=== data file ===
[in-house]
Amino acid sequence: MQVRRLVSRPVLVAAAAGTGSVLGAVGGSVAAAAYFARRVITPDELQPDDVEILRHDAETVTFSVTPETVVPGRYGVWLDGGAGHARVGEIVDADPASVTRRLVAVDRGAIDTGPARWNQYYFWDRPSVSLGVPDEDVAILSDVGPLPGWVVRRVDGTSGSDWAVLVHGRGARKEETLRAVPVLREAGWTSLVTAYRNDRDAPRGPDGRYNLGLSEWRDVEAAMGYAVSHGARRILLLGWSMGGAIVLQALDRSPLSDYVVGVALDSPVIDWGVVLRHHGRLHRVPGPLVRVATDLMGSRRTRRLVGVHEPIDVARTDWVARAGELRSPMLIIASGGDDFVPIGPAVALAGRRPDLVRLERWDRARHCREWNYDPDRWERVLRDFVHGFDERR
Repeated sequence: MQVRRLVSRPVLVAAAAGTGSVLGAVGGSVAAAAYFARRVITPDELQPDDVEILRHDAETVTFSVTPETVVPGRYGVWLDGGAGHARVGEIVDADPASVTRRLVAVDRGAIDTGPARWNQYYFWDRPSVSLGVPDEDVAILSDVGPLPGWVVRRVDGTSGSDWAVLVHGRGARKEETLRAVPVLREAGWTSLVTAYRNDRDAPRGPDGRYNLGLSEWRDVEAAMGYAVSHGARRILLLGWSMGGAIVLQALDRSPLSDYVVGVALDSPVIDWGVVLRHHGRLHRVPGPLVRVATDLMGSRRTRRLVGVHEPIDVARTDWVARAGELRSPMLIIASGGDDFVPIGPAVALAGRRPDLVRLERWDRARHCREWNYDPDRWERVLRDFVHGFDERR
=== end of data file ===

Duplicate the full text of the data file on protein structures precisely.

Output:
[in-house]
Amino acid sequence: MQVRRLVSRPVLVAAAAGTGSVLGAVGGSVAAAAYFARRVITPDELQPDDVEILRHDAETVTFSVTPETVVPGRYGVWLDGGAGHARVGEIVDADPASVTRRLVAVDRGAIDTGPARWNQYYFWDRPSVSLGVPDEDVAILSDVGPLPGWVVRRVDGTSGSDWAVLVHGRGARKEETLRAVPVLREAGWTSLVTAYRNDRDAPRGPDGRYNLGLSEWRDVEAAMGYAVSHGARRILLLGWSMGGAIVLQALDRSPLSDYVVGVALDSPVIDWGVVLRHHGRLHRVPGPLVRVATDLMGSRRTRRLVGVHEPIDVARTDWVARAGELRSPMLIIASGGDDFVPIGPAVALAGRRPDLVRLERWDRARHCREWNYDPDRWERVLRDFVHGFDERR
Repeated sequence: MQVRRLVSRPVLVAAAAGTGSVLGAVGGSVAAAAYFARRVITPDELQPDDVEILRHDAETVTFSVTPETVVPGRYGVWLDGGAGHARVGEIVDADPASVTRRLVAVDRGAIDTGPARWNQYYFWDRPSVSLGVPDEDVAILSDVGPLPGWVVRRVDGTSGSDWAVLVHGRGARKEETLRAVPVLREAGWTSLVTAYRNDRDAPRGPDGRYNLGLSEWRDVEAAMGYAVSHGARRILLLGWSMGGAIVLQALDRSPLSDYVVGVALDSPVIDWGVVLRHHGRLHRVPGPLVRVATDLMGSRRTRRLVGVHEPIDVARTDWVARAGELRSPMLIIASGGDDFVPIGPAVALAGRRPDLVRLERWDRARHCREWNYDPDRWERVLRDFVHGFDERR